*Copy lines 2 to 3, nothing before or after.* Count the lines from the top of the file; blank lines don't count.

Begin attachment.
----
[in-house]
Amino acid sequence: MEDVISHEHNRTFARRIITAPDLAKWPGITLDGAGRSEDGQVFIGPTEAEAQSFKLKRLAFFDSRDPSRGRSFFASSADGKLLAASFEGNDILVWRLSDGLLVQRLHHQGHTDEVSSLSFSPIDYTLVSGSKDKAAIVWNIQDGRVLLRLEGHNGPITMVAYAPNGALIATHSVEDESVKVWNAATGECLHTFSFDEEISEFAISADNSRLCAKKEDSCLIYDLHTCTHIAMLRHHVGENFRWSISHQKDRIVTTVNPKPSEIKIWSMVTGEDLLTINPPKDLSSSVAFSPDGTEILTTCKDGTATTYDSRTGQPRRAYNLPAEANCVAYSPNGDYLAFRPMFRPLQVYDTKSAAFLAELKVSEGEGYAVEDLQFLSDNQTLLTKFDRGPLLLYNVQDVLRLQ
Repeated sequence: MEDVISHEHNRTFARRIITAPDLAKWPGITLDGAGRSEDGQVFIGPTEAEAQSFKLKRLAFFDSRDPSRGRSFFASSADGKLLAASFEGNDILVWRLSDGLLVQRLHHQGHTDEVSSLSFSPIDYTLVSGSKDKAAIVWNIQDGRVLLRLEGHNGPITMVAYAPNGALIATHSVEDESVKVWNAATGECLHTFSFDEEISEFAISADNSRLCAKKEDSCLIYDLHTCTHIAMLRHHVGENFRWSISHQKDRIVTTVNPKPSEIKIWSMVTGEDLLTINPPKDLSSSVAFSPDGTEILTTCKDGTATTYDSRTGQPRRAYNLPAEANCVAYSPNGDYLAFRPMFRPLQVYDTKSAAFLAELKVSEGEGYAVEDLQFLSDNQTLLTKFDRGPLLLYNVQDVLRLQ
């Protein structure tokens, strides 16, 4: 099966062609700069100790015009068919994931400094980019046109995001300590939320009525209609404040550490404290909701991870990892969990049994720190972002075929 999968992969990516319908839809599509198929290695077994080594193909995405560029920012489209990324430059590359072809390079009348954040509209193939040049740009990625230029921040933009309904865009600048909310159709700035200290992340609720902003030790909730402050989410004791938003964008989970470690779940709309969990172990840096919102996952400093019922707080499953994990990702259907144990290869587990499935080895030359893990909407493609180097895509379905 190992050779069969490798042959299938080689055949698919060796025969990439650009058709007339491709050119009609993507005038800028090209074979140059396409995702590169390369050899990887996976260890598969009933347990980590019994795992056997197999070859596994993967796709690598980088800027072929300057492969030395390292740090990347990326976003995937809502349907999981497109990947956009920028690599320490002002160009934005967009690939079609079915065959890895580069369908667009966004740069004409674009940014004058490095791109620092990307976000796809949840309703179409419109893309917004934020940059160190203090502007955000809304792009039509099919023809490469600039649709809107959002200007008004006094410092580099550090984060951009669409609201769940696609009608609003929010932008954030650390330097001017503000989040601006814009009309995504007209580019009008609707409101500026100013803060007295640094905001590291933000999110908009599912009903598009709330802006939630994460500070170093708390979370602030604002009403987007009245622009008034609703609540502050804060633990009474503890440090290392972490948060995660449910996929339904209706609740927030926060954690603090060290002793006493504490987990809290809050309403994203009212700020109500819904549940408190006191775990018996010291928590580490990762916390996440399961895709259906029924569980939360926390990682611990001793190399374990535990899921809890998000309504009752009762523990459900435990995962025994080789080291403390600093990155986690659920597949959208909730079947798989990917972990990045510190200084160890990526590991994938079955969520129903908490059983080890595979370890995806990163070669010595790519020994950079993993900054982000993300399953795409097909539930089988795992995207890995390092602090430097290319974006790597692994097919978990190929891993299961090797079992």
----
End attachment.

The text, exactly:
Amino acid sequence: MEDVISHEHNRTFARRIITAPDLAKWPGITLDGAGRSEDGQVFIGPTEAEAQSFKLKRLAFFDSRDPSRGRSFFASSADGKLLAASFEGNDILVWRLSDGLLVQRLHHQGHTDEVSSLSFSPIDYTLVSGSKDKAAIVWNIQDGRVLLRLEGHNGPITMVAYAPNGALIATHSVEDESVKVWNAATGECLHTFSFDEEISEFAISADNSRLCAKKEDSCLIYDLHTCTHIAMLRHHVGENFRWSISHQKDRIVTTVNPKPSEIKIWSMVTGEDLLTINPPKDLSSSVAFSPDGTEILTTCKDGTATTYDSRTGQPRRAYNLPAEANCVAYSPNGDYLAFRPMFRPLQVYDTKSAAFLAELKVSEGEGYAVEDLQFLSDNQTLLTKFDRGPLLLYNVQDVLRLQ
Repeated sequence: MEDVISHEHNRTFARRIITAPDLAKWPGITLDGAGRSEDGQVFIGPTEAEAQSFKLKRLAFFDSRDPSRGRSFFASSADGKLLAASFEGNDILVWRLSDGLLVQRLHHQGHTDEVSSLSFSPIDYTLVSGSKDKAAIVWNIQDGRVLLRLEGHNGPITMVAYAPNGALIATHSVEDESVKVWNAATGECLHTFSFDEEISEFAISADNSRLCAKKEDSCLIYDLHTCTHIAMLRHHVGENFRWSISHQKDRIVTTVNPKPSEIKIWSMVTGEDLLTINPPKDLSSSVAFSPDGTEILTTCKDGTATTYDSRTGQPRRAYNLPAEANCVAYSPNGDYLAFRPMFRPLQVYDTKSAAFLAELKVSEGEGYAVEDLQFLSDNQTLLTKFDRGPLLLYNVQDVLRLQ